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Getting Around

How to Get around in Rome

Travelling in Rome is no trouble, with several various means of transportation available. Metro or Metropolitana is the transport lifeline and the fastest mode of communication in the city. Rome offers a sprawling space for walking and biking which are fun in some parts of the city. Bus and tram routes have crisscrossed the city interconnecting the landmarks, tourist spots, shopping streets, restaurants, hotels, entertainment zones and airports. Some of the developed areas of urban Rome teem with heavy traffic as common is the scenario in most capital cities of Europe. Once you are familiar with the ways of getting in and around Rome, it will be a pleasure to travel in Rome.

Metro in Rome

metro in romeMetropolitana or Metro is the fastest transport medium in Rome. Metropolitana Linea A and Metropolitana Linea B are two parts of this underground transport lifeline in the city. The former runs between Via Ottaviano and Anagnina. Piazzle Flaminio, Piazza Vittorio Emanuele, Piazza San Giovanni and Piazza di Spagna are the stoppages on the way. Linea B links the Rebibbia district to Via Laurentina through Via Cavour, the Colosseum, Stazione Termini, Circus Maximus and EUR. Termini Station is the intersection of the Metro lines. Some of the tourist sights like the Colosseum and the Vatican are near from Metro stops in Rome.
All Metro stops are marked by a red letter ‘M’ and a square indicating the entrance to the underpass. Automatic ticket distributors are installed at all Metro stations. Tickets are also available at news stands and tobacco shops. Tourists can avail tourist passes for a day or a week or a month. Annual tourist passes are granted to the travellers on an educational tour to Rome. Tourist passes work not only on the Metro but on other means of public transport like buses and trams too. It makes getting around the city convenient. A single-ride Metro ticket costs €1. The Metro service is available daily and from 5.30am to 11.30pm.

Trams in Rome

trams in romeYou can board trams to be on the move in and around Rome. Trams are operated by the same company that run Metro and buses in the city. The maps of transportation network in Rome show tram lines along with bus routes. Crisscrossing the city are seven tram lines. The tram and bus routes have overlapped at some points, thereby making it easier to move from one corner to the other. The historic city centre is well-connected to the other parts of the city by trams. There are tram stops at the Vatican, the Pantheon and the Colosseum.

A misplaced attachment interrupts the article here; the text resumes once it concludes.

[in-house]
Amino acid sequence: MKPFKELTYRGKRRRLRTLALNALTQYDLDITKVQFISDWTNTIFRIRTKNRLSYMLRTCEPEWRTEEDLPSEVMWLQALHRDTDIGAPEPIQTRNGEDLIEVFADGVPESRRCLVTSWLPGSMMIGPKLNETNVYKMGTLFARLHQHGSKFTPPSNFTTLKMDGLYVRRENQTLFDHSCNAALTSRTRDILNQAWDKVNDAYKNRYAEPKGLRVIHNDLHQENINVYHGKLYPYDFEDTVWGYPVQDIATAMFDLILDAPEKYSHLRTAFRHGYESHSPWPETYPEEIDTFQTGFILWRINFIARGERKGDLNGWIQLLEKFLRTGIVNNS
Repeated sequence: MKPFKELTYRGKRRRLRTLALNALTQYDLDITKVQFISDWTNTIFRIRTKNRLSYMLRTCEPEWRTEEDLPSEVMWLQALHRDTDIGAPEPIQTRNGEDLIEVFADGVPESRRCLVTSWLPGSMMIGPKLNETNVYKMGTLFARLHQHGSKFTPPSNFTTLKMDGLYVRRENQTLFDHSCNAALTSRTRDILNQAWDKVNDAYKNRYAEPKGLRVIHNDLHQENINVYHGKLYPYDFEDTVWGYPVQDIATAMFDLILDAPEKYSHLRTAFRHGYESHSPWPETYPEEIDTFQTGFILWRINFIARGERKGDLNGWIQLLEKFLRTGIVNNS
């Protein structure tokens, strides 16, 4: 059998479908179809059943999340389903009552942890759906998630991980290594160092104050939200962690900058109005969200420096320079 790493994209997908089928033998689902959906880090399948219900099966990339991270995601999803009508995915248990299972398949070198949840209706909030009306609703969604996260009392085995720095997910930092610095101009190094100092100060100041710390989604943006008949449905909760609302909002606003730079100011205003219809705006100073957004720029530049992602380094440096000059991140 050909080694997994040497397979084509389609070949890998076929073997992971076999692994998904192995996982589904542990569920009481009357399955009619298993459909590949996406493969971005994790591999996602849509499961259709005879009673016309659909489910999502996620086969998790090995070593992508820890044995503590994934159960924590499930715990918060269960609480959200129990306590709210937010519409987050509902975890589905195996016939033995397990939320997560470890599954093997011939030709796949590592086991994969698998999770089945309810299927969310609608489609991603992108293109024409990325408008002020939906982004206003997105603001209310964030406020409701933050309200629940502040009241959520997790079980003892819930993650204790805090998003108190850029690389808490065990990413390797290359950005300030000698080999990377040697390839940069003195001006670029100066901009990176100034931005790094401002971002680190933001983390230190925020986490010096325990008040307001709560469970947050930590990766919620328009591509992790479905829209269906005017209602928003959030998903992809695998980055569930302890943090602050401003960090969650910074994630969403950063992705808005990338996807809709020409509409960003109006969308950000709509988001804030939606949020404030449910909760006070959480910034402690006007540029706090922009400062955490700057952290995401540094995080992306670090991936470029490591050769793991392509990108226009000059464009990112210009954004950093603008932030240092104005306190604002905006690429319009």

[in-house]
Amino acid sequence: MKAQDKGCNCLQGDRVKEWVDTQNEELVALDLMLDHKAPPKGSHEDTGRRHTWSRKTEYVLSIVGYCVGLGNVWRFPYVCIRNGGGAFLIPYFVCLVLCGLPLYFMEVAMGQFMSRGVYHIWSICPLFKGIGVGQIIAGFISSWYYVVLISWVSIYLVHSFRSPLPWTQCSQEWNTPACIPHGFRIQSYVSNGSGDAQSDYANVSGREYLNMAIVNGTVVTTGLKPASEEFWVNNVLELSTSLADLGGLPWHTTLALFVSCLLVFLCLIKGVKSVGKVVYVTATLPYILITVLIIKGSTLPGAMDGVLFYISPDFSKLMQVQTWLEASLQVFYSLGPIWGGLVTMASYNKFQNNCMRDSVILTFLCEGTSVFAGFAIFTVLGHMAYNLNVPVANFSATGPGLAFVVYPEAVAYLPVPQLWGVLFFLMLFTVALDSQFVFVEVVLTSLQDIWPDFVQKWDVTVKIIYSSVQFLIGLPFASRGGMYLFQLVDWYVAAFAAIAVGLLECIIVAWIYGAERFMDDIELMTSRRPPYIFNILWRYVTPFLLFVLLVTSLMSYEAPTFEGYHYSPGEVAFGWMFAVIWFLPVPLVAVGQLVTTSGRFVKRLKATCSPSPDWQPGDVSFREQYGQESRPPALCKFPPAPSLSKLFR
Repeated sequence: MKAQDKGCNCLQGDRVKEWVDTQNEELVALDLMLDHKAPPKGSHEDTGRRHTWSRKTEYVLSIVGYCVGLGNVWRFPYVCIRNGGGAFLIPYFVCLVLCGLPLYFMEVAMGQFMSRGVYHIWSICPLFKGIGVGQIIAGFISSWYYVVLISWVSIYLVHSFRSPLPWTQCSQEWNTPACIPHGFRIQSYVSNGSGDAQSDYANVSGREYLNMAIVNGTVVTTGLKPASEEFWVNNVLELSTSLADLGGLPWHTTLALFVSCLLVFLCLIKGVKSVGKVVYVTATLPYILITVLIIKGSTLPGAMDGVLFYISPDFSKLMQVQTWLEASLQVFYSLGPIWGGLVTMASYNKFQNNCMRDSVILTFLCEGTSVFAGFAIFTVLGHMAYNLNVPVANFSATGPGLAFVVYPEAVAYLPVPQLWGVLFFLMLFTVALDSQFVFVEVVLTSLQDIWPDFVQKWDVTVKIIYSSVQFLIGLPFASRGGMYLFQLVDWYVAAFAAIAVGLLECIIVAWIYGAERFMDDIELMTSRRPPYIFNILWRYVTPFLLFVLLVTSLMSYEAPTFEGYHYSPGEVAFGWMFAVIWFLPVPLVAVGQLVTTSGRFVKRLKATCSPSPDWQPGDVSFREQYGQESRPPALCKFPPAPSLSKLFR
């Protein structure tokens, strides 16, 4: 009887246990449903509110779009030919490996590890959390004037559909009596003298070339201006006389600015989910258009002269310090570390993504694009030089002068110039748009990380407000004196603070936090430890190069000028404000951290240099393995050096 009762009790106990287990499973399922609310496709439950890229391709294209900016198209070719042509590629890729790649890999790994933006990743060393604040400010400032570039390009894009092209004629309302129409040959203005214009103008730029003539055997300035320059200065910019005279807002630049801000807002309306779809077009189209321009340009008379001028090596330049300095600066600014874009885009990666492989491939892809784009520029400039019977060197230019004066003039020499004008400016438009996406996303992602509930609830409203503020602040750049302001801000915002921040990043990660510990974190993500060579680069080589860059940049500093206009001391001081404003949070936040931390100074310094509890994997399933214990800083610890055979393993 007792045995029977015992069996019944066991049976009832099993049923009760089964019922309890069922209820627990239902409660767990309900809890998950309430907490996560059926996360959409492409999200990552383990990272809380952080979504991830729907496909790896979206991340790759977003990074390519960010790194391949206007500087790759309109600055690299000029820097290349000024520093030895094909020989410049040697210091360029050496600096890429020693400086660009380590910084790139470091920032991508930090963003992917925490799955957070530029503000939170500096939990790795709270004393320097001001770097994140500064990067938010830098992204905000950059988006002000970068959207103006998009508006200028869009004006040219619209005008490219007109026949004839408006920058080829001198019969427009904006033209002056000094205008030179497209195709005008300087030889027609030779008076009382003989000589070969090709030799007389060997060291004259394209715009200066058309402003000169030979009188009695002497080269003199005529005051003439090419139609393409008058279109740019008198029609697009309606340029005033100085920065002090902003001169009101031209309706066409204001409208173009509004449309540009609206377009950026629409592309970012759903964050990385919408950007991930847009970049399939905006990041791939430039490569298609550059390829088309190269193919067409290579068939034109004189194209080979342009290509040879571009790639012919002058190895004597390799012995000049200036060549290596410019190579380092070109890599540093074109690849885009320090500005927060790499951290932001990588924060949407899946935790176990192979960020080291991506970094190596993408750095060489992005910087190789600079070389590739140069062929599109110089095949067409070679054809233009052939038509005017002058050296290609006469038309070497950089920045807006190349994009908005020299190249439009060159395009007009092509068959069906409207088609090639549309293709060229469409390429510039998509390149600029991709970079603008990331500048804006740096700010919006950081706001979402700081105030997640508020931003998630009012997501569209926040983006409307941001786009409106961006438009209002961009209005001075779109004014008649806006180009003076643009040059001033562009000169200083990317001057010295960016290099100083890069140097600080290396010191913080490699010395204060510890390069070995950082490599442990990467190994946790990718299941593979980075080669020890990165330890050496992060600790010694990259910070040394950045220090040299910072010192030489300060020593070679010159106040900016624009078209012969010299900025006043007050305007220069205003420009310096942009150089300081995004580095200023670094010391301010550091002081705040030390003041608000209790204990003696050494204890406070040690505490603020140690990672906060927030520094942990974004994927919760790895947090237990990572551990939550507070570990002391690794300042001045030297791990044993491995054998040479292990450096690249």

Buses in Rome

Buses in romeThe most convenient means of transportation in Rome is bus network. It has crept into the innermost corners of the city. The bus network is extremely handy for the first-time travellers to get in and around Rome for sightseeing. The tourist spots, shopping centres, entertainment zones and the important landmarks are interconnected through bus routes. The first-time tourists may find it a little difficult to track the intricate bus routes. Once the bus network is clear to you, you feel being on a smooth ride all over the city. The Rome travel guide will direct you to the stops where busses heading to different parts of the city are available from. You can buy a map of Rome’s bus route from any news stand or the tourist information office.

Taxis in Rome

taxis in romeIn Rome, the number of taxis is almost equal to that of visitors touring the city. Finding a taxi is no trouble at all, especially in Rome. A number of taxis ply between the spots of tourist interest. Hiring a taxi to head directly to your preferred destination is a good option, but it is not the fastest mode of transportation as traffic is at times horrible in Rome. You can hire a taxi from the taxi queues at Ciampino Airport, Fiumicino Airport, Termini Station, the Colosseum, Piazza della Repubblica, the Vatican and the major piazzas. Taxi is a reliable option to travel at night after the hours of Metro and bus service. The taxi meter rating begins at €2.80 for a drive of 3km. Then, it rises €0.92 per kilometer.

Cars in Rome

cars in romeCar drive is fun in Rome. But the fun comes with a huge liability. The law requires you to use the seat belt in car and carrying a warning triangle is must. Carry your green card, driving licence, personal ID and vehicle registration documents all times. You must be 21 years old to drive car in Rome. Do not forget anything valueable in the car when you get out of it. Tourists on a short-term visit to the city can use their native licences for driving. If you are a citizen of Europe Union, you are required to exchange the driving licence for an Italian one, after you have passed one year in Rome. Do remember, flashing the lights of your car indicates your intention not to slow down the speed in Rome.

Bikes in Rome

Bikes in romeBicycle riding is the best and cheapest drive through the small piazzas and medieval alleys of Rome. You can go far from the maddening crowd, riding a bicycle through the lanes dissecting the centre of ancient Rome. You can rent a bike at Bici & Baci, Via del Viminale 5 (telephone: 06-4828443), near the main rail station Stazione Termini. €3 or $4.80 is the cost per hour.

Rome Overview